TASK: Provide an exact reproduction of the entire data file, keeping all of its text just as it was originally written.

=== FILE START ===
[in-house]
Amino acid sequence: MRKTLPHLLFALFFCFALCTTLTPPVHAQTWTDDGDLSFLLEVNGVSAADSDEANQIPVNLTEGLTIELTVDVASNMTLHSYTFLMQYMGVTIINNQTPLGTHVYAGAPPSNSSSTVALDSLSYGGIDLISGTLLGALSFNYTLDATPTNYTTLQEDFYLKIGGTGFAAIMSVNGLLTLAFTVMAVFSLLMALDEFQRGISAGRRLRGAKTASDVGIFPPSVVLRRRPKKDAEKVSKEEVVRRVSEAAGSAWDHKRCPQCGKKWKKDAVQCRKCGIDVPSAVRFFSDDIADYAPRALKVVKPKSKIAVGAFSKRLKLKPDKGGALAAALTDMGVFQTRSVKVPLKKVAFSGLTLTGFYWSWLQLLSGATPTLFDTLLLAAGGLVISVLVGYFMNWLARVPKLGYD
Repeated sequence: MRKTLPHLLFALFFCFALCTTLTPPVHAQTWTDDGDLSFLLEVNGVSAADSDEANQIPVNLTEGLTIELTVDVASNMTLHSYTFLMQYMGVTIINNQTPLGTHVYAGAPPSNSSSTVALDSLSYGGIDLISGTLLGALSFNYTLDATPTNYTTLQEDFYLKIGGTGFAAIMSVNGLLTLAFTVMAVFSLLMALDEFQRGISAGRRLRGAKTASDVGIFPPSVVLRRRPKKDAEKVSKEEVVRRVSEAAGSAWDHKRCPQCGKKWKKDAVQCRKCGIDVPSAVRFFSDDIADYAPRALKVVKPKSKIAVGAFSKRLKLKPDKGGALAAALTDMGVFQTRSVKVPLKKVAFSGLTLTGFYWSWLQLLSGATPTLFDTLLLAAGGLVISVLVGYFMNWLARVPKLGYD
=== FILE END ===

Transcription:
[in-house]
Amino acid sequence: MRKTLPHLLFALFFCFALCTTLTPPVHAQTWTDDGDLSFLLEVNGVSAADSDEANQIPVNLTEGLTIELTVDVASNMTLHSYTFLMQYMGVTIINNQTPLGTHVYAGAPPSNSSSTVALDSLSYGGIDLISGTLLGALSFNYTLDATPTNYTTLQEDFYLKIGGTGFAAIMSVNGLLTLAFTVMAVFSLLMALDEFQRGISAGRRLRGAKTASDVGIFPPSVVLRRRPKKDAEKVSKEEVVRRVSEAAGSAWDHKRCPQCGKKWKKDAVQCRKCGIDVPSAVRFFSDDIADYAPRALKVVKPKSKIAVGAFSKRLKLKPDKGGALAAALTDMGVFQTRSVKVPLKKVAFSGLTLTGFYWSWLQLLSGATPTLFDTLLLAAGGLVISVLVGYFMNWLARVPKLGYD
Repeated sequence: MRKTLPHLLFALFFCFALCTTLTPPVHAQTWTDDGDLSFLLEVNGVSAADSDEANQIPVNLTEGLTIELTVDVASNMTLHSYTFLMQYMGVTIINNQTPLGTHVYAGAPPSNSSSTVALDSLSYGGIDLISGTLLGALSFNYTLDATPTNYTTLQEDFYLKIGGTGFAAIMSVNGLLTLAFTVMAVFSLLMALDEFQRGISAGRRLRGAKTASDVGIFPPSVVLRRRPKKDAEKVSKEEVVRRVSEAAGSAWDHKRCPQCGKKWKKDAVQCRKCGIDVPSAVRFFSDDIADYAPRALKVVKPKSKIAVGAFSKRLKLKPDKGGALAAALTDMGVFQTRSVKVPLKKVAFSGLTLTGFYWSWLQLLSGATPTLFDTLLLAAGGLVISVLVGYFMNWLARVPKLGYD